The Art of Synth Soloing - Pitch Programming Potential

July 3, 2013

Let’s continue having fun with oscillator pitch programming, which we started last month. Using an envelope generator to shape some variations in pitch tuning can add interest to your lead sounds. Actually, we first explored this in the September 2012 issue, when discussing pitch sweeps of hard-synced oscillators. However, those techniques won’t work well when the oscillators aren’t synced, so let’s explore a more general-purpose concept. Click the thumbnail images to enlarge the screen shots, and scroll to the bottom for audio examples.

 Fig. 1. Modulation envelope depths of all three oscillators set to positive values in Novation V-Station. Fig. 2. A similar envelope shape in Rob Papen Blue.
Fig. 3. Assigning the pitch envelope in the Korg Kronos’ AL-1 synth to swoop up from below.
 Fig. 4. Useful pitch envelope settings in AL-1.
The Stab

This is the most common and classic technique, and it’s used not only for leads, but many fast-attack poly synth sounds, brass emulations, and other more or less crisp textures. The basic idea is to program a quick swoop up or down into the main pitch, using an envelope generator. It doesn’t need a complex envelope, just start and end points with a time or rate between the two.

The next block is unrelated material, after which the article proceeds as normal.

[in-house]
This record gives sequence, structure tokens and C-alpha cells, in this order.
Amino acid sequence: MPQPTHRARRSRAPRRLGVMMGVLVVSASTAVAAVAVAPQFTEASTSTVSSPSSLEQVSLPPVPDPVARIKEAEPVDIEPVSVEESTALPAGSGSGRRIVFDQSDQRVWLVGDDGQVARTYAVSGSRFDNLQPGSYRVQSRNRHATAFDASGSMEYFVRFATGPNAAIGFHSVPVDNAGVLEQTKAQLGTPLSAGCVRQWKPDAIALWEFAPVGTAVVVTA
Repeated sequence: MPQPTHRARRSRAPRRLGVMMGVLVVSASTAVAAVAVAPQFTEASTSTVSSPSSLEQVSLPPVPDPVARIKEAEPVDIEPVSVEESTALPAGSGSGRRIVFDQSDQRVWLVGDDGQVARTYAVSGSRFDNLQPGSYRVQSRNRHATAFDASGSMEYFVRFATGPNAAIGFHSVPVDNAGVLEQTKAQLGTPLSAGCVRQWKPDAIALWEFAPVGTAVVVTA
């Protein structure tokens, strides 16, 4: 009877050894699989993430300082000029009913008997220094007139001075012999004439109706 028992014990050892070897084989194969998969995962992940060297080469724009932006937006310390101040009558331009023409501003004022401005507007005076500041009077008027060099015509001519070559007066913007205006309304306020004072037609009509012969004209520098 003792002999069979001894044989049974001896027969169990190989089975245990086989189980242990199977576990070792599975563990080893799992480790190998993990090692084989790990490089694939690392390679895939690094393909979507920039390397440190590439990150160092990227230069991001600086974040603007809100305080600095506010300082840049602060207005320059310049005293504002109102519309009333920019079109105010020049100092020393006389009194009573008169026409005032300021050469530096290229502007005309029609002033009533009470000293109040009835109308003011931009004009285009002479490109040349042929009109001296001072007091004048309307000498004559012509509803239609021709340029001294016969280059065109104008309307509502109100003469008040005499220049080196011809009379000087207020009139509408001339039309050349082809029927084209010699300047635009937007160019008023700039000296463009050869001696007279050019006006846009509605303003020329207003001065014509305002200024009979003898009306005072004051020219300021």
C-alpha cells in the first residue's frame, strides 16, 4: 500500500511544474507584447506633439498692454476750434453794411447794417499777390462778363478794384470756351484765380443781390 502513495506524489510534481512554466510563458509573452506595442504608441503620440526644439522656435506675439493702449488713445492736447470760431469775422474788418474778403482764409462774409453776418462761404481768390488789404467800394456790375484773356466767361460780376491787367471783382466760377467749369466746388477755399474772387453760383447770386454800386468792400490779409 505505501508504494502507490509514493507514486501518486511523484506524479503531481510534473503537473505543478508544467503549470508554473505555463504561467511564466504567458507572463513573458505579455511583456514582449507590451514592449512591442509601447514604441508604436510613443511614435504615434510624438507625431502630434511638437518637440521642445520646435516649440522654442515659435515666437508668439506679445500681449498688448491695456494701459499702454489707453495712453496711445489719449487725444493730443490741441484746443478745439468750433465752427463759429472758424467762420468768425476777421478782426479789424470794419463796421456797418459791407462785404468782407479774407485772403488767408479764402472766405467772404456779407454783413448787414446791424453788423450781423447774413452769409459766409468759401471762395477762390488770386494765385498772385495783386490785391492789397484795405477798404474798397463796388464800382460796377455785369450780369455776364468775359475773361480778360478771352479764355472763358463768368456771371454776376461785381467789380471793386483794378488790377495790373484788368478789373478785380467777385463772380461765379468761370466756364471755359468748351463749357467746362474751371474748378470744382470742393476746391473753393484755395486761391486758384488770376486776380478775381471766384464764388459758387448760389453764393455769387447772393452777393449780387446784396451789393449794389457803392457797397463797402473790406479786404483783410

Let’s look at a possible shape. In Figure 1, the only parameter we’re using is the decay stage of the ADSR envelope. In Figure 2, we’re using a rate-and-level type of envelope, with attack set somewhat high, and a semi-fast decay time to a level of zero. Routed to modulate oscillator pitch, this envelope shape will cause a rapid glide. If the envelope is set to positive modulation, the pitch will start from a higher level determined by your modulation depth, and come down to unison at the speed determined by the decay stage. You’ll want a rather quick return to unison so it sounds like a “sting” rather than discernible portamento, so adjust the decay time to taste. It also sounds fine coming up from below the pitch. To do this, set the envelope to a negative or inverted modulation.

The amount of pitch modulation is set on the pitch modulation page/parameter of your synth. Looking again at Figure 1, you can see that each oscillator has a dedicated “Mod Env” amount knob, and they’re set to positive positions about two ticks north of “noon.” This makes the pitch swoop down from above. Increasing that to four ticks would cause much deeper pitch modulation, and I might speed up the decay stage of the envelope to compensate. Also, though Figure 1 shows all oscillators being modulated, in most cases you’ll want to modulate just one, leaving the others to give your notes a stable tonal center. Figure 3 shows a sweep-from-below setup on a pitch modulation page of the Korg Kronos’ AL-1 virtual analog mode. 

With a multi-step level and rate-based envelope, you can also affect the amount of pitch modulation based on the attack level (not the time). A low level produces a smaller “sting” no matter how deep the modulation is. I suggest a relatively high attack level as shown in Figure 4—you’ll want some range for some of the concepts we’ll be covering in a moment.